Philippine President Duterte to China: ‘If You Want, Just Make Us a Province’

Duterte said he would resort to a revolutionary government, as opposed to martial law that would require congressional approval, if communists and other opponents tried to destabilise his rule

Philippine President Rodrigo Duterte took his rapprochement with China to a new level on Monday by joking that China should consider absorbing his country and turning it into a province of the People’s Republic.

“If you want, just make us a province, like Fujian,” Duterte said to a meeting of the Chinese Business Club. “Province of Philippines, Republic of China.”

Duterte spoke warmly of Chinese President Xi Jinping, saying that he implicitly believed China’s promises not to build anything else on the disputed Scarborough Shoal because “Xi Jinping said it himself and he’s a man of honor.”

That is remarkably sporting of Duterte, given that China broke its previous promises to avoid militarizing disputed waters without a moment’s hesitation, turning islands claimed by the Philippines—with the support of an international court ruling completely ignored by Beijing—into military fortresses.

Duterte actually acknowledged this in his remarks but shrugged off China’s provocative construction projects by assuming the Chinese would never use those assets to attack the Philippines. They might use those weapons to attack the United States or interfere with freedom of navigation along one of the world’s busiest shipping lanes, but that is no business of Rodrigo Duterte’s.

“Military bases, I must admit it, but is it intended for us? You must be joking. It’s not intended for us. It’s really intended for those who China thinks will destroy them and that is America. We aren’t part of that,” he said.

Perhaps most oddly, Duterte sang the praises of joint resource exploration with China—“Just ignore the missiles there, it’s not intended for us,” he advised—while somehow believing Beijing will allow the Philippines to unilaterally control oil fields discovered in parts of the South China Sea it still claims.

“Remember, that is ours. The whole of the South China Sea, you have already claimed it, but this Philippine Rise is ours,” he told Beijing from the stage at the Chinese Business Club, insisting that research and development by any and all foreign entities in the Philippine Rise must be cleared by his government.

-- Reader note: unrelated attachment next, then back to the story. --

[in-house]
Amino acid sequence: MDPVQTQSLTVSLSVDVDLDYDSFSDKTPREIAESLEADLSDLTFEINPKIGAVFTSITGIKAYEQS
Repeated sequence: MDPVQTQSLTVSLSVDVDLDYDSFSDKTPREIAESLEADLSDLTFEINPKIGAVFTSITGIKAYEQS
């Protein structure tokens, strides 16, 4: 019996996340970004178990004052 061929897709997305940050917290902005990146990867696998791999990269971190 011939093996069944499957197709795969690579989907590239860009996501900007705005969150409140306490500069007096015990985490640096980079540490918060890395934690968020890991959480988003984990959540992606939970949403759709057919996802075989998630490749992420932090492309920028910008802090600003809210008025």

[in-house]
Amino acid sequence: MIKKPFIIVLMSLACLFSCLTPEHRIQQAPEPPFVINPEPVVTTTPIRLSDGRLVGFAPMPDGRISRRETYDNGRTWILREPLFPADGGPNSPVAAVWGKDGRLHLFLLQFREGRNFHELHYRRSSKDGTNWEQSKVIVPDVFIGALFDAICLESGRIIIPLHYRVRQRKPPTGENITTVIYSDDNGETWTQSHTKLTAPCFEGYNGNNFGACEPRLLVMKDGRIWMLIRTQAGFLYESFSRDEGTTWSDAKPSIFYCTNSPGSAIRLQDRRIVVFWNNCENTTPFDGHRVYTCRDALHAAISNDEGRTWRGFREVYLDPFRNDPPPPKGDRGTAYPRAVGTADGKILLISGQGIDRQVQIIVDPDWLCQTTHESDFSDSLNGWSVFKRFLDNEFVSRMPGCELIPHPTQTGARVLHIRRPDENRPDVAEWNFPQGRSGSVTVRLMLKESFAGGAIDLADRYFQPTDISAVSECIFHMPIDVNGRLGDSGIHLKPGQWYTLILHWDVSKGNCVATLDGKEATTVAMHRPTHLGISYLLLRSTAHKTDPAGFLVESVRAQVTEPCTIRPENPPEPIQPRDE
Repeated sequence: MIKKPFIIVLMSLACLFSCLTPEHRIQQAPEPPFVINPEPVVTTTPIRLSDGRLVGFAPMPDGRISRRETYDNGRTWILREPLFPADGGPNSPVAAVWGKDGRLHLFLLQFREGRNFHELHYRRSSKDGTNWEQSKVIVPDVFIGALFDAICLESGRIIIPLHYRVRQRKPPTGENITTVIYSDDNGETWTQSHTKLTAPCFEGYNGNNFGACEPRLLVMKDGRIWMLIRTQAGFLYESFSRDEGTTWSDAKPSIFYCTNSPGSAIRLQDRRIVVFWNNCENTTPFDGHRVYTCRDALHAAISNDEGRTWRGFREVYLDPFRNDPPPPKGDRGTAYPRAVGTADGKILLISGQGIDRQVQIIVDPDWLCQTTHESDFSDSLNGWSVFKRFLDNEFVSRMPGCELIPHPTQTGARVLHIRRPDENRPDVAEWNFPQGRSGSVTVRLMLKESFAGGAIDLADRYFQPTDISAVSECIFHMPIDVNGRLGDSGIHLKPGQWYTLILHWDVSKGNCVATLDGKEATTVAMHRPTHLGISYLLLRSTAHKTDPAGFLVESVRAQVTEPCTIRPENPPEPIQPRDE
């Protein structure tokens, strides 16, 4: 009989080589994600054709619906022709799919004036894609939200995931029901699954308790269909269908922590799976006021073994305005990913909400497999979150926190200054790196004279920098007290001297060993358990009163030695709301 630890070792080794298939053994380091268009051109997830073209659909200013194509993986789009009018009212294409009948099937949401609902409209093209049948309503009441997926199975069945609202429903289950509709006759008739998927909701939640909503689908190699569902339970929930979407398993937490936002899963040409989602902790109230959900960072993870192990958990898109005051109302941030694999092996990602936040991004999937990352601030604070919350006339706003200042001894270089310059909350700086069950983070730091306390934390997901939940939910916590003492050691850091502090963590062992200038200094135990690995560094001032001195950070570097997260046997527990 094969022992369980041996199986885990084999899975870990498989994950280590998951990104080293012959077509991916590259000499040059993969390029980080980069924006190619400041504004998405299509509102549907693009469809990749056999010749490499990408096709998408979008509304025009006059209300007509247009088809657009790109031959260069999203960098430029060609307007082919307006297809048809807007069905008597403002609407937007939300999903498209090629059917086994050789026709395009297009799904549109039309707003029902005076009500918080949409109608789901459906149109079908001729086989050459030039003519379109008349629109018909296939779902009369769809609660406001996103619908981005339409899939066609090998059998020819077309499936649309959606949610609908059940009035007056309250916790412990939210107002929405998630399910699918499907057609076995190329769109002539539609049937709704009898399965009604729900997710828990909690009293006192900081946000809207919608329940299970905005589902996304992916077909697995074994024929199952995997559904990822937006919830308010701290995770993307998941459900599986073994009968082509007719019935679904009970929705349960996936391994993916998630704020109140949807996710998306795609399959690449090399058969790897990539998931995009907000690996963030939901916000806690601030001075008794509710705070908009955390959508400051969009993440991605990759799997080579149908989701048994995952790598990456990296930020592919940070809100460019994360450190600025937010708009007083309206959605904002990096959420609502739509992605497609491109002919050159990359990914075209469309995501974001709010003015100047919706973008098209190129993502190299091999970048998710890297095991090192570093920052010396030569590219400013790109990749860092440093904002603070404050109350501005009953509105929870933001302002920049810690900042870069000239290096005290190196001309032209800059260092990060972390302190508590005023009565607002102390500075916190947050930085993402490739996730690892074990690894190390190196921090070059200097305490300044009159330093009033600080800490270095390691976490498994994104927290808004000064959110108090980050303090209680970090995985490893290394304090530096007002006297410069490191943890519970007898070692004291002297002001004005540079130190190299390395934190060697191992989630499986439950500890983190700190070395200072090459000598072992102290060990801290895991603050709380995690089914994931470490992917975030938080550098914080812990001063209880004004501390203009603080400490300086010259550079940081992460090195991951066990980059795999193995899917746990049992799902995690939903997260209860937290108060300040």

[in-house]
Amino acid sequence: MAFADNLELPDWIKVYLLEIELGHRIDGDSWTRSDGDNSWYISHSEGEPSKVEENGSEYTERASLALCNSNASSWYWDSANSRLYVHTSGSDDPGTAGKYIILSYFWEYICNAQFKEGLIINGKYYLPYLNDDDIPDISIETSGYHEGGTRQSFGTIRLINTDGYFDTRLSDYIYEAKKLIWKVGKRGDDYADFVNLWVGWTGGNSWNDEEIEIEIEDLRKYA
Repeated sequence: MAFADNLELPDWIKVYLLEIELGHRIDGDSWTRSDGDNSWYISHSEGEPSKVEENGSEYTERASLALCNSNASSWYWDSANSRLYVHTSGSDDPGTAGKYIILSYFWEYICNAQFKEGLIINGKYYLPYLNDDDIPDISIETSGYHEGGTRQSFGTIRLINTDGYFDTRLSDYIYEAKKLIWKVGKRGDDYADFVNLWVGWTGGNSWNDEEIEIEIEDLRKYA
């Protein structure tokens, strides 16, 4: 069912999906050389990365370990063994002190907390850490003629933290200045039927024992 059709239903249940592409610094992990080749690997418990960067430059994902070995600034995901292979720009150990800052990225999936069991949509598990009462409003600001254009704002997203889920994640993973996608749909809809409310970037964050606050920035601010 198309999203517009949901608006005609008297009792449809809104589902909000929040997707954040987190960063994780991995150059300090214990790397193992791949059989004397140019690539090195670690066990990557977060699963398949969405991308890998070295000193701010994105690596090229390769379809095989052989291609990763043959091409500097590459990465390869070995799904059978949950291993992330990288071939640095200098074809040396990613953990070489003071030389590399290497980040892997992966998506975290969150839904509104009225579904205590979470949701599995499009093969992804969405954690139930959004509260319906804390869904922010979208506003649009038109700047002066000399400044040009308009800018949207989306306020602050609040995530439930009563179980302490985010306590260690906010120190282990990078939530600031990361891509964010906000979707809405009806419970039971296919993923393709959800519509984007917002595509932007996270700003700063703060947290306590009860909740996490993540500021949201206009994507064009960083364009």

This is not the first time Duterte has “joked” about China annexing the Philippines; he did it almost a year ago at a meeting of the Integrated Bar of the Philippines, blaming the United States for failing to check Chinese aggression by flooding the region with aircraft carriers. The context of his sarcastic comments, then and now, was needling the U.S. for not putting its muscle behind Philippine territorial claims long ago.

Duterte is, in essence, saying that China has already checkmated the U.S. and allied forces in the South China Sea, and he is just trying to cut the best deal he can with the new regional hegemon. He is also sending that message to his own people, who favor a stronger stance against China’s annexation of Philippine territory by overwhelming margins. Duterte is telling his voters to blame America for the weak cards he has to play and setting a very low bar for his own success in dealing with Beijing.

The Diplomat argued on Monday that reports of big diplomatic breakthroughs between China and the Philippines are overhyped, consisting largely of reporting incremental progress on old agreements as great new developments.

From this perspective, the real story at the moment is the Duterte administration seeking to deflect accusations that it is too soft on China while sending China a few signals to indicate that it must still be taken seriously as a negotiating partner on matters like development rights in the Philippine Rise.

Perhaps the ultimate audience for Duterte’s jokes about China absorbing the Philippines entirely is in Beijing, as he very gently makes fun of them for acting so aggressively in disputed waters that they might as well be invading and conquering his country. The joke may yet be on him.


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